But the presiding judge, Mr Bello, said “there was not enough evidence to convict Mr Danjuma,” whom the police officers said ordered the shootings.

After the ruling, Mr Danjuma was reinstated and later promoted to Commissioner of Police and then to Assistant Inspector-General of Police (AIG).

1 Comment on “Nigerian Nominee Ishaq Bello Ranked Low Amongst 20 Contenders for ICC Job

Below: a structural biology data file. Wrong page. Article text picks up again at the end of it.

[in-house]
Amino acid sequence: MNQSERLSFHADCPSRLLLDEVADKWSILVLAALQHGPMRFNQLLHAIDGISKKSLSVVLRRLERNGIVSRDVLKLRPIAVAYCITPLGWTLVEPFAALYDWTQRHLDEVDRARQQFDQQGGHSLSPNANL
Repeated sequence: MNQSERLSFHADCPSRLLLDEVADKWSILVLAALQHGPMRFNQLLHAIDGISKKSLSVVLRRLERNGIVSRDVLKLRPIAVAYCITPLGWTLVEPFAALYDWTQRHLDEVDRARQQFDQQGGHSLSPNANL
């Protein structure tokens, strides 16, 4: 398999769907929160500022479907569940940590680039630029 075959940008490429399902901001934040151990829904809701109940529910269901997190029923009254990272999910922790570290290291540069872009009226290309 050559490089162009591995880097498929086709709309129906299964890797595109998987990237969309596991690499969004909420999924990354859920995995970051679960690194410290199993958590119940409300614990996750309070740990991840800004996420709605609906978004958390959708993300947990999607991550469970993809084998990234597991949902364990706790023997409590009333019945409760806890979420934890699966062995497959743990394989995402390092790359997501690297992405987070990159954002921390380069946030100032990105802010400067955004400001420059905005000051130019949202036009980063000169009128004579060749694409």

1. Do you blame the Judge for not being able to answer questions relating to the workings and jurisprudence of the ICC? Am sure that during his time as a law student, he never had the opportunity to study International Humanitarian Law, Public International Law and International Criminal Law. The National Assembly contributed to his failure. While we have ratified the Rome Statute, we are yet to domesticate it. The office of the AG Federation has not been serious in this regard. I want to believe that his Lordship has never laid his hands on a copy of the Rome Statute let alone reading it’s provisions and the plethora of decisions that have emanated from the ICC. Most importantly, this is what we get when we try to put square pegs in round holes. Reading the brief bio of his Lordship, he is obviously not qualified for the job at The Hagues. His knowledge of the Law ends at the Nnamdi Azikiwe International Airport. There are eminently qualified Nigerians for the job. Let’s learn to put our best foot forward at all times. Ethnic and religious affiliations have taken us back by 20 years. Even the CJN could not answer questions on ‘Technicalities’ during his screening at the National Assembly. Anyways, this would not even send the necessary message. If we do not understand how international Law affects our domestic legislations how then would we understand the practical application of such laws at the international fora. May God help Nigeria.